When considering whether ancient aliens landed on Earth thousands of years ago and got civilization boost started here, you’re bound to create a few sentences ending with question marks. This is precisely what happened to Erich von Daniken when he wrote Chariots of the Gods, a book that reimagines Earth’s ancient origins. Among others, von Daniken poses the following questions: “Was God an astronaut?”; “What connection have mummies with our theory of space travelers in the remote past?”; “Will hospitals in the year 2100 be spare-part stores for defective men?”; and “Ought we not ask such questions?”
With more than two hundred question marks in the slim book, von Daniken leaves the reader clamoring for answers. But you have to appreciate the fact that von Daniken’s willing to ask the questions everyone else is perhaps too afraid to.
It’s with this inquisitive spirit that we consider Jay Leno’s unprecedented return to The Tonight Show. There are lots of questions, to be sure, but let’s start with what we do know: airwaves are soon to be The Jay Leno Show-free and new episodes of The Tonight Show will begin airing March 1, with Leno as the permanent guest host of the show, which has no permanent host. Now for the questions. Continue reading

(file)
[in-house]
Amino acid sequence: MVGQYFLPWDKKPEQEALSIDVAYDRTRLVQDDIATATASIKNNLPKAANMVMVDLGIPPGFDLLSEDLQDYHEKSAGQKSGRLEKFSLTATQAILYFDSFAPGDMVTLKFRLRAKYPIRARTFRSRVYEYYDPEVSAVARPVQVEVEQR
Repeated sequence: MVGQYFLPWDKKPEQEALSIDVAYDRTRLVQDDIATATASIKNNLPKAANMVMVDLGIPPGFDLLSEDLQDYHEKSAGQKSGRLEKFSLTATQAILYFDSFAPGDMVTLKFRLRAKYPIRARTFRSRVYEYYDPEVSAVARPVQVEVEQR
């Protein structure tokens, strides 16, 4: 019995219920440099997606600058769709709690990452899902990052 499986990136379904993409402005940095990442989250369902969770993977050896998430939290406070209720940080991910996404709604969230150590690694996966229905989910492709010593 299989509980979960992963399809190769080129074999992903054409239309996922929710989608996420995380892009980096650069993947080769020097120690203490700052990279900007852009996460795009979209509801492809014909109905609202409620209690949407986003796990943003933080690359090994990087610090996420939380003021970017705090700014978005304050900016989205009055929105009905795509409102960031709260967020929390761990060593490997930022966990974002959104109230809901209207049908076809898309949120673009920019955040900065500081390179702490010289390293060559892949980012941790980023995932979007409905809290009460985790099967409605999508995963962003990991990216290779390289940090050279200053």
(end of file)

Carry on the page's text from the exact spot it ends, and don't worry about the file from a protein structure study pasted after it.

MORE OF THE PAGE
In the final moments of Friday’s The Tonight Show, the now former host, Conan O’Brien, grabbed an ax (that’s slang for guitar) and joined The Max Weinberg 7 to perform “Freebird,” which also included one of the dudes from ZZ Top (the long-bearded guy), Ben Harper, Beck, and Will Ferrell on lead vocals. The spectacle turned an otherwise melancholy moment into something amusing (the segment, along with the rest of O’Brien’s final episode at the helm, can currently be viewed, with limited commercial interruption, at Hulu). The supergroup’s competencies notwithstanding, there were two remarkable things about the performance. First, O’Brien’s ability to shred (that’s slang for play ax); and second, his alternating expressions of joy, sadness, and, more interestingly, relief.
He’s been through a lot (frankly, we all have). O’Brien was having fun jamming, for sure, but by the end it was like watching someone who, after coming to terms with the fact that there’s nothing more the doctors can do for him, happily dies in his sleep while dreaming and, once dead, ascends to heaven. Or something to that effect. Continue reading
Gearing up for his NBC late-night premiere on March 2, 2009, Jimmy Fallon plans to release a series of behind-the-scenes Web-exclusive videos, the first of which aired (interneted?) last night.
We didn’t learn all that much about Jimmy or the show except that he’s excited, and perhaps humbled, to be occupying the recently vacated news studio that once housed Milton Berle and Johnny Carson, before the latter’s show moved to California. Also, in a passing moment before the video goes black, Fallon introduces the Roots as his Max Weinberg 7.